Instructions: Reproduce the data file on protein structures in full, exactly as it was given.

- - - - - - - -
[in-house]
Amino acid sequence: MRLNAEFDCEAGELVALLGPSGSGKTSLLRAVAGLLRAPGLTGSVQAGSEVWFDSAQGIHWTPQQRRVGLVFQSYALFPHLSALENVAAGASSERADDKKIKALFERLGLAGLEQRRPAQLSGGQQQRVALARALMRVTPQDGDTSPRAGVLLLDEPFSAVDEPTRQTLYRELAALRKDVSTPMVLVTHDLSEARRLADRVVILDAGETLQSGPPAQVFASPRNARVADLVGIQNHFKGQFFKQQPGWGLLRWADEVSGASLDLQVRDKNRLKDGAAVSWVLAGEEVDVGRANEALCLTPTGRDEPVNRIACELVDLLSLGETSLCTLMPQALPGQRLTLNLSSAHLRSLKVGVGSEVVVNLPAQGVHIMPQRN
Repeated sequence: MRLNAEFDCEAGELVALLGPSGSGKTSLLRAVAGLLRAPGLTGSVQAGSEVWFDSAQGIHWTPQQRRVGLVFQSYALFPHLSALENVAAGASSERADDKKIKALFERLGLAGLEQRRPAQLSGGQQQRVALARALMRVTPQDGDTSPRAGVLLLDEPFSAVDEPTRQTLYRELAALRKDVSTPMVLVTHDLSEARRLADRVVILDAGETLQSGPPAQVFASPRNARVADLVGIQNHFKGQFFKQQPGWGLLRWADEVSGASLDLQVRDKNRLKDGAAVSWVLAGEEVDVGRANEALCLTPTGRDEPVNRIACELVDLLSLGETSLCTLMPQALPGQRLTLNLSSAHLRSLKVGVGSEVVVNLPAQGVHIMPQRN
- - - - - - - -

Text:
[in-house]
Amino acid sequence: MRLNAEFDCEAGELVALLGPSGSGKTSLLRAVAGLLRAPGLTGSVQAGSEVWFDSAQGIHWTPQQRRVGLVFQSYALFPHLSALENVAAGASSERADDKKIKALFERLGLAGLEQRRPAQLSGGQQQRVALARALMRVTPQDGDTSPRAGVLLLDEPFSAVDEPTRQTLYRELAALRKDVSTPMVLVTHDLSEARRLADRVVILDAGETLQSGPPAQVFASPRNARVADLVGIQNHFKGQFFKQQPGWGLLRWADEVSGASLDLQVRDKNRLKDGAAVSWVLAGEEVDVGRANEALCLTPTGRDEPVNRIACELVDLLSLGETSLCTLMPQALPGQRLTLNLSSAHLRSLKVGVGSEVVVNLPAQGVHIMPQRN
Repeated sequence: MRLNAEFDCEAGELVALLGPSGSGKTSLLRAVAGLLRAPGLTGSVQAGSEVWFDSAQGIHWTPQQRRVGLVFQSYALFPHLSALENVAAGASSERADDKKIKALFERLGLAGLEQRRPAQLSGGQQQRVALARALMRVTPQDGDTSPRAGVLLLDEPFSAVDEPTRQTLYRELAALRKDVSTPMVLVTHDLSEARRLADRVVILDAGETLQSGPPAQVFASPRNARVADLVGIQNHFKGQFFKQQPGWGLLRWADEVSGASLDLQVRDKNRLKDGAAVSWVLAGEEVDVGRANEALCLTPTGRDEPVNRIACELVDLLSLGETSLCTLMPQALPGQRLTLNLSSAHLRSLKVGVGSEVVVNLPAQGVHIMPQRN